Can Pakistan be a modern nation-state? The answer, according to historian Venkat Dhulipala, is no. In his book Creating a New Medina, he posits that in the 1930s and 1940s, Pakistan was conceived as Islam’s “New Medina,” not as a modern secular nation.
The Ottoman caliphate had been abolished in 1924, on the initiative of Turkey’s leader Mustafa Kemal Pasha, and the Islamic theocrats and politicians in the Indian subcontinent were energized by the ambition of making Pakistan the new Islamic caliphate (the New Medina). The Muslim League, the Deobandi ulama, the intellectuals and students of the Aligarh Muslim University, the founding members of the Jamia Millia Islamia University, and other Islamic groups became enthusiastic participants in the project for creating a “New Medina.”
Dhulipala challenges the contention that the ulema did not want partition. He cites the writings and speeches of the ulema, who were spearheading the movement for carving out a separate homeland for muslims, to prove that they viewed Pakistan as “the first Islamic state in history that would attempt to reconstruct the Islamic utopia created by the Prophet in Medina.” (page 5) The ulema used Pakistan and Medina interchangeably in their writings and speeches to solidify the connection in the muslim mind.
In his speech at an ulema conference in Lahore, on 25-27 January 1946, Maulana Shabbir Ahmad Usmani, the founder of the Jamia Millia Islamia University, declared: “just as Medina had provided a base for the eventual victory of Islam in Arabia, Pakistan would pave the way for the triumphal return of Islam as the ruling power over the entire subcontinent. The whole of Hindustan would thus be turned into Pakistan just as the Prophet himself had turned all of Arabia into Pakistan.” (page 361)
Usmani invoked Koranic verses to make a case for Pakistan. He thundered that those who wanted the momin (believers) to live with the kafirs (infidels) were anti-Islam. He insisted that the Indian muslims constituted a separate nation, that the two nation theory was in accord with Islamic traditions, and that the creation of Pakistan was an end as well as a means to a far greater end, namely the Islamization of all of South Asia and the world.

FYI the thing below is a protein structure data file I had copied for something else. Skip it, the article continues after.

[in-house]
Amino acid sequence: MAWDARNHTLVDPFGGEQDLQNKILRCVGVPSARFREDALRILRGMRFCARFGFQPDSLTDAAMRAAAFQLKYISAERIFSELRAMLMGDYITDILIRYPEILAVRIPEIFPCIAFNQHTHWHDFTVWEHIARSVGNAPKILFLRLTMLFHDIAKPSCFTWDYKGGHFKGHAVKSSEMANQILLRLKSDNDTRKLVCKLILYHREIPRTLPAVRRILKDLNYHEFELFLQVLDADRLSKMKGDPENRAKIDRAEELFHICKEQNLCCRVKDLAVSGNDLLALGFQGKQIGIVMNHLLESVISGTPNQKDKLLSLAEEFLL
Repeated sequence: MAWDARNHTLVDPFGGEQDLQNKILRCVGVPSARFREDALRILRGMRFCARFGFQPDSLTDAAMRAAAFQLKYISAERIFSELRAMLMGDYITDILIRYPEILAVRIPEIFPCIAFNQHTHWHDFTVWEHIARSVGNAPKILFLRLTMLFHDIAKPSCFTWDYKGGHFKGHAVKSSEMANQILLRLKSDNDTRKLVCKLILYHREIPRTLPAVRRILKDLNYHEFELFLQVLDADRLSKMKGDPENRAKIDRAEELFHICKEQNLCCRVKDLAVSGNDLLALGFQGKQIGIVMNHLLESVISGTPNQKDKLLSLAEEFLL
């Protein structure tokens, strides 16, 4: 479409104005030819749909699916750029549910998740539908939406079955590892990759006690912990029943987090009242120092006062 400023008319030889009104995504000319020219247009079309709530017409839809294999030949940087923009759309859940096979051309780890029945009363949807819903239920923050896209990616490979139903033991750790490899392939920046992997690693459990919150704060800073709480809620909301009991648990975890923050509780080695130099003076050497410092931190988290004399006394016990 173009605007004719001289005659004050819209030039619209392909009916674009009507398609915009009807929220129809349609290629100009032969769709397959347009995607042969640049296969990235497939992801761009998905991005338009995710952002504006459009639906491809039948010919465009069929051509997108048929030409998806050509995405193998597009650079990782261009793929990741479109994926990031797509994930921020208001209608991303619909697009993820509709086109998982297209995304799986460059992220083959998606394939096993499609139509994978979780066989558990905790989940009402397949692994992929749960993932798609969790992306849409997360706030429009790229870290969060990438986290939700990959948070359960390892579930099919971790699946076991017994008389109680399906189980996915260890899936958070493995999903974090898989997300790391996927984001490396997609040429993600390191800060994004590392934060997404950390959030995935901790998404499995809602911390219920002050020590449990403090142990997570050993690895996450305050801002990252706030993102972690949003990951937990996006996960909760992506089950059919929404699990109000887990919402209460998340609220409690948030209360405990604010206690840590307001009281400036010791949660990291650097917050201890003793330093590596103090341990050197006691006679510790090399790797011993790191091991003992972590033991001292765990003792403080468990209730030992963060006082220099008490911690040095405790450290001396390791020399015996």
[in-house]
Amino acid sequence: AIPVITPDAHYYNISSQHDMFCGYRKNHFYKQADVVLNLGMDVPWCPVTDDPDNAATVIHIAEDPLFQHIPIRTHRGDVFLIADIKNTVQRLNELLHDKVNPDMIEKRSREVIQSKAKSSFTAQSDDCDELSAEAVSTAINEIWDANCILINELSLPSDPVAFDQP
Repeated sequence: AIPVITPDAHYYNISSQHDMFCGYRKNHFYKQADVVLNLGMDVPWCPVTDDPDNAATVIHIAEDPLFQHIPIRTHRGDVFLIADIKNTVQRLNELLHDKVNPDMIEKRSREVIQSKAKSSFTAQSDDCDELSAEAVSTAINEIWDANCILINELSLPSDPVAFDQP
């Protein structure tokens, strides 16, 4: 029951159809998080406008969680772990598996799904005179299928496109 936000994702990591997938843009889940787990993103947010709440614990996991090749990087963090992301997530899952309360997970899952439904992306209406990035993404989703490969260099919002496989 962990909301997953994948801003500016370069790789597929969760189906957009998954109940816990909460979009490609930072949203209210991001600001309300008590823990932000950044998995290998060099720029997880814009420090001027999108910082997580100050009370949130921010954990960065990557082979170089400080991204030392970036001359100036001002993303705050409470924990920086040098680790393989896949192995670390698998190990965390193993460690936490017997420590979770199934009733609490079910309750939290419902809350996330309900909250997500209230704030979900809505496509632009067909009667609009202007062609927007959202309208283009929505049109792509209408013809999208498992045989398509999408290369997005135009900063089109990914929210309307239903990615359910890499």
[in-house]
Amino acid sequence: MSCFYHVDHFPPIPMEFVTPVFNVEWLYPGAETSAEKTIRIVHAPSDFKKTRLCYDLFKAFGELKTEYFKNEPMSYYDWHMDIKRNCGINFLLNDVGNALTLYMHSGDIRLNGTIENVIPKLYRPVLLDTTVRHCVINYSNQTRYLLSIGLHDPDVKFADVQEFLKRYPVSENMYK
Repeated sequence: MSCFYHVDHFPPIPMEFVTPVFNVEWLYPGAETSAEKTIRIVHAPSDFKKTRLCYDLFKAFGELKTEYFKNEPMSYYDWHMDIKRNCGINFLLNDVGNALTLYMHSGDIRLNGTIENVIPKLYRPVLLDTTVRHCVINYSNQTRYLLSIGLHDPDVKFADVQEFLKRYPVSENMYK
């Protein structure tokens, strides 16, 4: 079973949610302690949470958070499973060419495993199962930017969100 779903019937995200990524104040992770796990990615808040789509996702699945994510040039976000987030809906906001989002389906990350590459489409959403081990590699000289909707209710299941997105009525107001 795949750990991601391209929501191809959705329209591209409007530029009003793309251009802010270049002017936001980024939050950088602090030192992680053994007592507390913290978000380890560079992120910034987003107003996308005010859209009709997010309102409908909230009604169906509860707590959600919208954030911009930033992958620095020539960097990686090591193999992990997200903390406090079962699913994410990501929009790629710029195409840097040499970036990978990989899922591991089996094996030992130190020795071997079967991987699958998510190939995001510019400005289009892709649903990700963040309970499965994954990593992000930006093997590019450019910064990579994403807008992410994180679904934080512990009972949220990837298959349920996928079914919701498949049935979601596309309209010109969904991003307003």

Maulana Ashraf Ali Thanawi, leader of the Deobandi ulema, was happy to see that the muslims were “getting organized in Allah’s name and not in the name of nationalism (watan parasti). He hoped that the Muslim League would eventually become Allah’s lashkar (army).” (page 103) Another Deobandi ulema Maulana Muhammad Manzoor Numani, proclaimed that he saw in a dream Jinnah being treated with love and kindness by Islam’s founder.
Jinnah tried his best to project himself as a secular leader but he could not hide the fact that he was being supported by the ulema who fantasized about creating a New Medina, from where Islam would rise to dominate the world. Without the intellectual and religious backing of the ulema, Jinnah’s movement would have crashed.
Dhulipala takes a look at the role played by the communists in Pakistan’s creation. The communists were enthusiastic supporters of the Muslim League—the interests of the atheist Marxists and Islamic theocrats were closely aligned. But Dhulipala’s thrust in his book is on defining the geopolitical and theocratic ambitions which led the ulema to conceive Pakistan as the New Medina. After reading the historical evidence (speeches, writings, and incidents) that he has compiled, it is hard to disagree with the conclusion that he offers in the book’s final lines:
“the origins of the ‘ideological’ state in Pakistan lie not just in its post-independent insecurities, but at the very core of its nationalist ideology that developed in the run up to 1947. Studies of Pakistan that emphasize its ‘insufficient imagination’ therefore overstate the case. Pakistan was not insufficiently imagined, but plentifully and with ambition. It is this fact, coupled with the failures (and successes) of the state in fulfilling the expectation of a new Medina, which accounts for the crises that confront Pakistan today.” (page 501)